a) Decide that, yes, he does like you enough to be your boyfriend. He was just too afraid to push things that fast, but he’s glad you suggested it.

b) Decide that he’s not ready to commit yet, but he appreciates your respectable stance. You’ll both get semi-naked, have a little fun, and no hearts will be broken.

Your future husband does NOT:

c) Bail like a rat leaving from a sinking ship.

So if you’re worrying about why some guy disappears suddenly on you – without any reasonable explanation – the thing to know is this:

You didn’t lose your future husband.

You lost the ILLUSION of your future husband.

You’re OVERRATING that person’s character.

He is NOT a good partner for you.

Be GLAD that you learned that this person is not in it for the long haul.

Remember, despite all your bad experiences, there are good men out there – men just like you, who are wondering where to connect with you.

The only responsibility you have is to continue to make the effort to meet them.


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  1. 121

    I actually don’t think you know most men very well. A lot of the ones on here are advocating that you’re correct in making him commit. What I’m going to tell you, that I’ve seen A LOT from personal experience and friends/co workers etc is that if you say that in a heated moment, almost every guy will say “absolutely, lets be exclusive”. Then, knowing he didnt want a relationship this fast but wanting to have sex and see what happens, he’ll sleep with you and you’ll be a month or two long fling he’ll drag out until something else comes along. The only difference is that you’ve cut all your fishing lines by “committing” way too early when you could have had some fun and still kept the options open.

  2. 122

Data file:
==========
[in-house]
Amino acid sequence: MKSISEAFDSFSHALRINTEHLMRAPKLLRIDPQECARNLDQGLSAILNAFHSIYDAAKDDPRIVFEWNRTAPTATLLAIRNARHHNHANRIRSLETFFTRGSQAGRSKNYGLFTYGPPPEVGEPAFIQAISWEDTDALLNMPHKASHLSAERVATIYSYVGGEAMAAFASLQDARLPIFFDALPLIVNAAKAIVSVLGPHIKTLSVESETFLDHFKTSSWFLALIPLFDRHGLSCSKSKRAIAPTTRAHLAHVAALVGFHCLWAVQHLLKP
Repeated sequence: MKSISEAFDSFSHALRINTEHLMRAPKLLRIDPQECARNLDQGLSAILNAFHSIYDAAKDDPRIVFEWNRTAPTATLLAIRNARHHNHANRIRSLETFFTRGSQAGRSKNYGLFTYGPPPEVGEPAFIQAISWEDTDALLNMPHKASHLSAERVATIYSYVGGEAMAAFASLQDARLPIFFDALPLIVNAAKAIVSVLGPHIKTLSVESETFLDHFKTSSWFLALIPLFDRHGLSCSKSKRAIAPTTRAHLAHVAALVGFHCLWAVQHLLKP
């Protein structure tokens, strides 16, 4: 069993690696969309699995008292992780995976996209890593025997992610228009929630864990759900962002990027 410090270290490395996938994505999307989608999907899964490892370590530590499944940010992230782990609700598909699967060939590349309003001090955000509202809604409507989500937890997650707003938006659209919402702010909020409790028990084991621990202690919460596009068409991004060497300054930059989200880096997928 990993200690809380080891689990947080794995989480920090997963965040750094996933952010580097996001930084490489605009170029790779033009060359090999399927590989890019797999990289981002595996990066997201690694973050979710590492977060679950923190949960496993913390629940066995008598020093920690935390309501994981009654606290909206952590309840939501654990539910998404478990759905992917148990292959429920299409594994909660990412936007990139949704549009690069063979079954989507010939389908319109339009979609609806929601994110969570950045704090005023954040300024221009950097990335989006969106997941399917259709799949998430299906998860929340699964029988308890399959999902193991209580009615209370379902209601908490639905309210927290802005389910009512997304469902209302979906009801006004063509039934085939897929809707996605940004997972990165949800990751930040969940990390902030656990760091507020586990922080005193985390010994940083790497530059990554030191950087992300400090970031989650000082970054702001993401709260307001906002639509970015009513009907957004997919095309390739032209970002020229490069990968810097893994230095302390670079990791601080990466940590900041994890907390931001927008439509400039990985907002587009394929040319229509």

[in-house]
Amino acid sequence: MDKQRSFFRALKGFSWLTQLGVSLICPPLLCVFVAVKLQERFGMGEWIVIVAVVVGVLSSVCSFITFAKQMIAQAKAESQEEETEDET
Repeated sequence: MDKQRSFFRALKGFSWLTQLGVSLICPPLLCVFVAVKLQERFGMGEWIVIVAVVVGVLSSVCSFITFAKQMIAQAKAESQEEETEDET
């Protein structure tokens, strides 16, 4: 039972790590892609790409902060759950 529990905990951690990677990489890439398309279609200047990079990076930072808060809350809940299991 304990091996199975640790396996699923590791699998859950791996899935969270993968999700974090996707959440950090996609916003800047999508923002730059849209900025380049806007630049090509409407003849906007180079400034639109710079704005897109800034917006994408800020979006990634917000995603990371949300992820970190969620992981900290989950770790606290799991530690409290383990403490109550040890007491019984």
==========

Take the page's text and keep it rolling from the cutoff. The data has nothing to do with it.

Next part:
I do truly believe that men reveal themselves after sex.  Time and time again I’ve waited months to sleep with a guy who turned into a total different person post sex.  I’ve also had more than once the guy that was clearly just into the chase and as soon as it was over he bailed.  As I’ve read many times sometimes men can be so consumed by the desire to have sex they ignore everything until they get it.  And once they do they step back and realize that it was the desire to have sex and conquer and not genuine interest in the lady driving things.  Some may not even know they are doing it.   This happens a lot to very attractive women.  Men can’t see past it.  So I can have sex with a guy once and not get attached.  If you can’t I don’t advocate my plan.  But generally I sleep with a guy within the first few weeks and see how he acts.  It’s easier to get out then then 90 days later where you wasted all that time.

  3. 123
    Kari Putnam

    I agree with you post; however, it can get crazy exhausting putting yourself out there over and over again.

    1. 123.1
      Karmic Equation

      If you learn something from each relationship, it’s never a loss. You should have grown from each experience. If you haven’t, THAT should be what makes you sad not the fact that a relationship failed,
      I really don’t understand women’s complaints about “putting herself out there” what does that mean exactly? Too much work in getting a new wardrobe? Too much work in being on her best behavior? Too much work on exuding a positive vibe? This shouldn’t considered work, but should be every woman’s default setting.